DX11 vs DX12 Intel 4770K vs 5960X Framerate Scaling

This is our third installment of looking at the new DX12 API and how it works better with a game such as Ashes of the Singularity. We have looked at how DX12 is better at distributing workloads across multiple CPU cores than DX11 in AotS. This time we are compare Haswell and Haswell-E processors' AotS performance.

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Test Setup and Reasoning

Our system configuration for this testing is below, and likely a bit different than you have seen in awhile.

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For our tests a couple weeks ago using our AMD CPU, we were focused on looking at results that were very much CPU bound, but we also wanted to have a lot of cores at our disposal. In our second article, we wanted to again look at CPU bound results with our Intel CPU.

For THIS ARTICLE we wanted to focus on scaling of cores, we could have easily gone in and turned cores on or off in software/BIOS, but I always feel a bit dirty about doing that, so I headed over to storage and picked up a Z97 Chipset motherboard and had a couple of 4770K processors on hand as we have been switching test machines over to Skylake processors.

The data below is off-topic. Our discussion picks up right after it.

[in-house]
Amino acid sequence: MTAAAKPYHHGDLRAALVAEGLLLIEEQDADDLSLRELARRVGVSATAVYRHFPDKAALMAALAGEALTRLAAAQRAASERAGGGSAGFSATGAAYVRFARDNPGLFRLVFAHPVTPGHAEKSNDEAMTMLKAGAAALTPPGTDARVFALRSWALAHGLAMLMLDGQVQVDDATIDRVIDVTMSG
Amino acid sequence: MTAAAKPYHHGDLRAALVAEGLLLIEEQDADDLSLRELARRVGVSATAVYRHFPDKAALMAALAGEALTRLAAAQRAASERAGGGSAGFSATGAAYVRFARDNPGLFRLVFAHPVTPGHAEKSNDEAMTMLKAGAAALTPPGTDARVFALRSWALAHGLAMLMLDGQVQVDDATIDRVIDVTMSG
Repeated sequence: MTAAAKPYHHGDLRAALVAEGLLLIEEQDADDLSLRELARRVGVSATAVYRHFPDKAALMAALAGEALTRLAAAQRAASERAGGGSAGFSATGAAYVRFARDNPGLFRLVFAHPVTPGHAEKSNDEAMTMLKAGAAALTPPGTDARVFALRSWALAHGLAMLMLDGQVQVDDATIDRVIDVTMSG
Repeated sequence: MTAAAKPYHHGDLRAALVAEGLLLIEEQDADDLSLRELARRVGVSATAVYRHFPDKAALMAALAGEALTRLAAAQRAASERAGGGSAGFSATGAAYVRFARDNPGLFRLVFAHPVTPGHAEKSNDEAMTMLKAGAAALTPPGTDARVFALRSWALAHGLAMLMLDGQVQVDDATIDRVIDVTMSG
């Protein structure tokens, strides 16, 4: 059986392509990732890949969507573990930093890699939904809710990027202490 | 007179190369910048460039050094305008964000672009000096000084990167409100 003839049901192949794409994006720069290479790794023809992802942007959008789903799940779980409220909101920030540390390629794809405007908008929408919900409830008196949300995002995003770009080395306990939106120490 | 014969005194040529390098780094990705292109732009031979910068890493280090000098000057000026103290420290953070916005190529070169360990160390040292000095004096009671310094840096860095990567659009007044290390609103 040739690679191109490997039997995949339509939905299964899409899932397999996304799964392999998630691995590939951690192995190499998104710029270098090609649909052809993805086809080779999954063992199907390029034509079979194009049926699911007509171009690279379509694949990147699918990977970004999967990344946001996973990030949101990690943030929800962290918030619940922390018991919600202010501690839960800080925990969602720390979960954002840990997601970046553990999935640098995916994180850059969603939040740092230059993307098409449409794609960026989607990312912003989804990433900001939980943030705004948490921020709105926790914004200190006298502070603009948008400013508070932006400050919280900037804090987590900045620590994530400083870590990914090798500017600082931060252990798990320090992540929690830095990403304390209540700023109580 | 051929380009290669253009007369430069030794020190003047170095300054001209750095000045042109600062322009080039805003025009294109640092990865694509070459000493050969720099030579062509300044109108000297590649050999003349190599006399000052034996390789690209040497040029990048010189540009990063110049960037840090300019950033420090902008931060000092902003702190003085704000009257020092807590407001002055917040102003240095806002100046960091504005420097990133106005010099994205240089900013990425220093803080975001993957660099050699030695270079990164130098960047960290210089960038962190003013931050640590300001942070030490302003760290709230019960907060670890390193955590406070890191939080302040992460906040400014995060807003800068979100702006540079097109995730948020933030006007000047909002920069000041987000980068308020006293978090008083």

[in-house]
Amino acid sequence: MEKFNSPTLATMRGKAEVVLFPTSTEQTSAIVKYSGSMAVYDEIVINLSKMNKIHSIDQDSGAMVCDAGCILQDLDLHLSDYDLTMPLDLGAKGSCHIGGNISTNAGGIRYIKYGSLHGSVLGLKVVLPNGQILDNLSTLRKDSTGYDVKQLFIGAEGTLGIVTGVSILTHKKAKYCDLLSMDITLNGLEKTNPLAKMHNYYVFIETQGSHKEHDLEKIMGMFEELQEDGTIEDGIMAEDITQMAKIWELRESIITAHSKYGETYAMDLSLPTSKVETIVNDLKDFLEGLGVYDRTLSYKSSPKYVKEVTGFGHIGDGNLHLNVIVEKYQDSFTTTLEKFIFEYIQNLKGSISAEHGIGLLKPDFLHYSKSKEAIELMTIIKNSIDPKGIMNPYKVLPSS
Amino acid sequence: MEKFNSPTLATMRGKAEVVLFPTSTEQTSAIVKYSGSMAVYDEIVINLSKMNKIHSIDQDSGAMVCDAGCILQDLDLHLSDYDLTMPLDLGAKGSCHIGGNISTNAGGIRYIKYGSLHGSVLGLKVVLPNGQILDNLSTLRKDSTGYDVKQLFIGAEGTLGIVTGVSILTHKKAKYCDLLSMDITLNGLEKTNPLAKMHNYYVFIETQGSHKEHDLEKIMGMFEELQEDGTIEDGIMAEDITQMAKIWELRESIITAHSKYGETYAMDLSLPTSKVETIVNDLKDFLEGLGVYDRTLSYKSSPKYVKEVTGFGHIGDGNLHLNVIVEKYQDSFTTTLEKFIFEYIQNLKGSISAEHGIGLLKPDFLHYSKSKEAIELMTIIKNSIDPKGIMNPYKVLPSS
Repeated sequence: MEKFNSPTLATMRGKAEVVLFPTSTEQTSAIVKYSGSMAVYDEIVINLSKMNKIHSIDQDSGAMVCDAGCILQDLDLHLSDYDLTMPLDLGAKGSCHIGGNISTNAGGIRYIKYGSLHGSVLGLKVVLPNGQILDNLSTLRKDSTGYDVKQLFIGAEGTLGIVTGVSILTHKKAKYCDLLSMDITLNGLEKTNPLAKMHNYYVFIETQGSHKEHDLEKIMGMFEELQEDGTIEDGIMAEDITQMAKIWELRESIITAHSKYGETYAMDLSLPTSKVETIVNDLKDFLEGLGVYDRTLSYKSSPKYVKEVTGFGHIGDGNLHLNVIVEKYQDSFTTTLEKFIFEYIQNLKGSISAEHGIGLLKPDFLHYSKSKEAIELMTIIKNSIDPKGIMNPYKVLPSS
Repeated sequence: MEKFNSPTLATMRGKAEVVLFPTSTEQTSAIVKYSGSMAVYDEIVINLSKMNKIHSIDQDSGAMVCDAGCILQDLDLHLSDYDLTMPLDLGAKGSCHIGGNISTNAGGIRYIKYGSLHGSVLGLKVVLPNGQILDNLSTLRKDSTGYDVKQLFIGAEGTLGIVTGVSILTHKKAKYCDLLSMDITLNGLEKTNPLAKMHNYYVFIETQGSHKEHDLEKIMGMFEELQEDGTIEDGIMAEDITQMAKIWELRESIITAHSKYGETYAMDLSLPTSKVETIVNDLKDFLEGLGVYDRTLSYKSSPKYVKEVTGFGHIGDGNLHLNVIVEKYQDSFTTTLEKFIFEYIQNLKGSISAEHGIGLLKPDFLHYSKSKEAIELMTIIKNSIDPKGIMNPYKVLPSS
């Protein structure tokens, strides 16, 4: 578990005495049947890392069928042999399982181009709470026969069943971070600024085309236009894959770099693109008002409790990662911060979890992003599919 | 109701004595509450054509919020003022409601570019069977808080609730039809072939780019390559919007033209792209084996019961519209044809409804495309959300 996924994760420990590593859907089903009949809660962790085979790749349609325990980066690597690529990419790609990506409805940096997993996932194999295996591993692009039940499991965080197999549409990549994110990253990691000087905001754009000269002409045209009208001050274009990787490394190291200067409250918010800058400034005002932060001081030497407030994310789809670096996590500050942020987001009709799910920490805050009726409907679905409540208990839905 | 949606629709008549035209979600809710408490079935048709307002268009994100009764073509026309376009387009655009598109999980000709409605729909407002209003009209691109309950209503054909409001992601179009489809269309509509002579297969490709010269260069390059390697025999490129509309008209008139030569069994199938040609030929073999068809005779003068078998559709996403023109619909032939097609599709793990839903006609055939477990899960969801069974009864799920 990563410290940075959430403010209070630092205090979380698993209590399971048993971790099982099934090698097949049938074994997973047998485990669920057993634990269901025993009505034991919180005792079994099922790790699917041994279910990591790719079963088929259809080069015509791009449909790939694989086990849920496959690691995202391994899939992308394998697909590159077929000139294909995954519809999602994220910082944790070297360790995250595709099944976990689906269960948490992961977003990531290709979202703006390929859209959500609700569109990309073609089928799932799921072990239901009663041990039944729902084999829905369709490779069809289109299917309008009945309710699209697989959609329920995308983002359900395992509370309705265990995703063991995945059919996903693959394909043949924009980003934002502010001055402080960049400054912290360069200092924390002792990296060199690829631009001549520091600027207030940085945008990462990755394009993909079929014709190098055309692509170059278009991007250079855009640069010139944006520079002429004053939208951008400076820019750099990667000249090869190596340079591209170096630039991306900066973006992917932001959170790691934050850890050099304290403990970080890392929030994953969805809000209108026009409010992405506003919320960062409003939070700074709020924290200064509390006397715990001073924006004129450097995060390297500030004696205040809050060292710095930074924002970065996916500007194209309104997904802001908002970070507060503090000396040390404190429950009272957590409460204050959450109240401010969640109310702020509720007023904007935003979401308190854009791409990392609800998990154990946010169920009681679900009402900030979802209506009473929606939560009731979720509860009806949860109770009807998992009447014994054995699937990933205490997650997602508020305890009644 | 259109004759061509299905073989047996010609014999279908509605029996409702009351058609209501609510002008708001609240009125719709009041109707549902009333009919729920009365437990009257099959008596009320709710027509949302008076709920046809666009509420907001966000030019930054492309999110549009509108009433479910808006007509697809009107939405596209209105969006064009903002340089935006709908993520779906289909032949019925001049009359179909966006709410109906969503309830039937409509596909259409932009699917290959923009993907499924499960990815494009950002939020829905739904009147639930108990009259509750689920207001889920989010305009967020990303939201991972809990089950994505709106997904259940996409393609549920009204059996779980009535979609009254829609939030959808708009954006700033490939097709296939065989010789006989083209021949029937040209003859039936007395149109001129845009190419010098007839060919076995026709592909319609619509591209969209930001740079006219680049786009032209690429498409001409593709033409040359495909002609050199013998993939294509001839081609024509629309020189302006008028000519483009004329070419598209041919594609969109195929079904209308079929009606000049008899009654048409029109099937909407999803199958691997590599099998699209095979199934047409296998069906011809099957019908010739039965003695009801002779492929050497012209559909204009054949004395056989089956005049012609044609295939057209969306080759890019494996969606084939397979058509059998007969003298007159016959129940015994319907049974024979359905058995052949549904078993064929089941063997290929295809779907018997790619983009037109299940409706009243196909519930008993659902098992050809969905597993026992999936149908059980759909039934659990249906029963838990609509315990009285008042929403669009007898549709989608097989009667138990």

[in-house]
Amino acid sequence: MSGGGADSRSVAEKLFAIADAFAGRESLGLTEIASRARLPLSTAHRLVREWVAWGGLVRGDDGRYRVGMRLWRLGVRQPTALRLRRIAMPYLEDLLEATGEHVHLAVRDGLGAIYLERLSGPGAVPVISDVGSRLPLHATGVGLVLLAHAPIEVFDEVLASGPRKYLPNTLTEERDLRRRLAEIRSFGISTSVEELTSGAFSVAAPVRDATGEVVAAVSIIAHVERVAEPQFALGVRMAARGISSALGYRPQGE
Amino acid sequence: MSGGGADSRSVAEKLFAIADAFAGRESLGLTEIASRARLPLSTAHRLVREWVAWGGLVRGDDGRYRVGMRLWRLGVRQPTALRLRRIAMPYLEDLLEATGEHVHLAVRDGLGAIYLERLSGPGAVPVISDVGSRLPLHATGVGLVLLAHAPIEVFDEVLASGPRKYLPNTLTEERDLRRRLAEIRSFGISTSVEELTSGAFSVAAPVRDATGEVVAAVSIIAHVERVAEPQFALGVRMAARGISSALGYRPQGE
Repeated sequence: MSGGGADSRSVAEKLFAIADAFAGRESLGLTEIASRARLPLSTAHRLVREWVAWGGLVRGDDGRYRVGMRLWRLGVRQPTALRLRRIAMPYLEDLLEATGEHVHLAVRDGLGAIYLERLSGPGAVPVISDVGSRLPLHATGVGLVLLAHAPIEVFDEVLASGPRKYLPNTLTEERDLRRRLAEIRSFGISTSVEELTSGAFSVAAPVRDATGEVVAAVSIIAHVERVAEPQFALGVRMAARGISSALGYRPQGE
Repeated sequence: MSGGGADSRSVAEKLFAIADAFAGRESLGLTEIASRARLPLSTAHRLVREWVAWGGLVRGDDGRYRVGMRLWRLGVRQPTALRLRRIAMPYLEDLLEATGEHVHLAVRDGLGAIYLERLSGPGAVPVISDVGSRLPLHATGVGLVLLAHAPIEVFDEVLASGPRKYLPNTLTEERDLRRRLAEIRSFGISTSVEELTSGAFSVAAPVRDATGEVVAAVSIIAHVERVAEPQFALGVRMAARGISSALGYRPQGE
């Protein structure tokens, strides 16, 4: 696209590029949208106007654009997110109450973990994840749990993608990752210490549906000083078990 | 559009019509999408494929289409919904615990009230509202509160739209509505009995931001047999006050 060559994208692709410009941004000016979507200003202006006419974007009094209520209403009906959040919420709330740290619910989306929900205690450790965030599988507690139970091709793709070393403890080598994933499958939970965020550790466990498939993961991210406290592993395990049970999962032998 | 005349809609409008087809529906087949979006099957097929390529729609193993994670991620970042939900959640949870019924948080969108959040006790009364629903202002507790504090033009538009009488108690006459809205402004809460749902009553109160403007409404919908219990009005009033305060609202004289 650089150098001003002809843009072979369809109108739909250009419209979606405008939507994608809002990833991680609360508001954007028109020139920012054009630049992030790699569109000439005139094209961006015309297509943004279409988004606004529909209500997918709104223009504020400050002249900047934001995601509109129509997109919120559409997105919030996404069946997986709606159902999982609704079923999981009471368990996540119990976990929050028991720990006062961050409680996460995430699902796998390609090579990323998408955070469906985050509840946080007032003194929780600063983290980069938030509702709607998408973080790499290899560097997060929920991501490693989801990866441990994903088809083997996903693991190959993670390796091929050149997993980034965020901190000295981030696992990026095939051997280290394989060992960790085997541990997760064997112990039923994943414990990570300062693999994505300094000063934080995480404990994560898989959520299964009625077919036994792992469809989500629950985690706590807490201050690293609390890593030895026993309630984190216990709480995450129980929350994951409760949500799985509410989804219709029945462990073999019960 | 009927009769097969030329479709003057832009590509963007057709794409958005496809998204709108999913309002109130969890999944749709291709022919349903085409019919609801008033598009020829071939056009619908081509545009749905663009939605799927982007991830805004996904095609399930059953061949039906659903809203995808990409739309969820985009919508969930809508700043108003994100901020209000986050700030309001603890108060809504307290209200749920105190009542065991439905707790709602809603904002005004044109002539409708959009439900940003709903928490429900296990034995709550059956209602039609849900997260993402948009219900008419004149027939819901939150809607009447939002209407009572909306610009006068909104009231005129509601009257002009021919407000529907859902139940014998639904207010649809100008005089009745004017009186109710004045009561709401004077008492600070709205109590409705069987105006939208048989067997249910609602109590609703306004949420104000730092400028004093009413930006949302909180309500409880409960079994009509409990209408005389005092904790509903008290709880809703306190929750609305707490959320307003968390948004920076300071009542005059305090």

This way we have matched clocks on an Intel Core i7-4770K Haswell processor and a Core i7-5960X Haswell-E processor. So 4C/8T vs 8C/16T respectively.

Drivers have changed on both the Red and Green side of things in the last week, but for the scope of our article in terms of DX11 vs DX12 I do not see that updating our driver is going to change any conclusions we have here after spot checking some of the numbers. We are using the AMD driver; Crimson Edition 16.4.1. We are using the latest NVIDIA WHQL driver v364.72.

I am using Intel XTU program to control CPU clocks.

So again, like we did last time, we are going to run through the Ashes of the Singularity benchmarks and graph all the data and see how it looks in both GPU bound and CPU bound scenarios.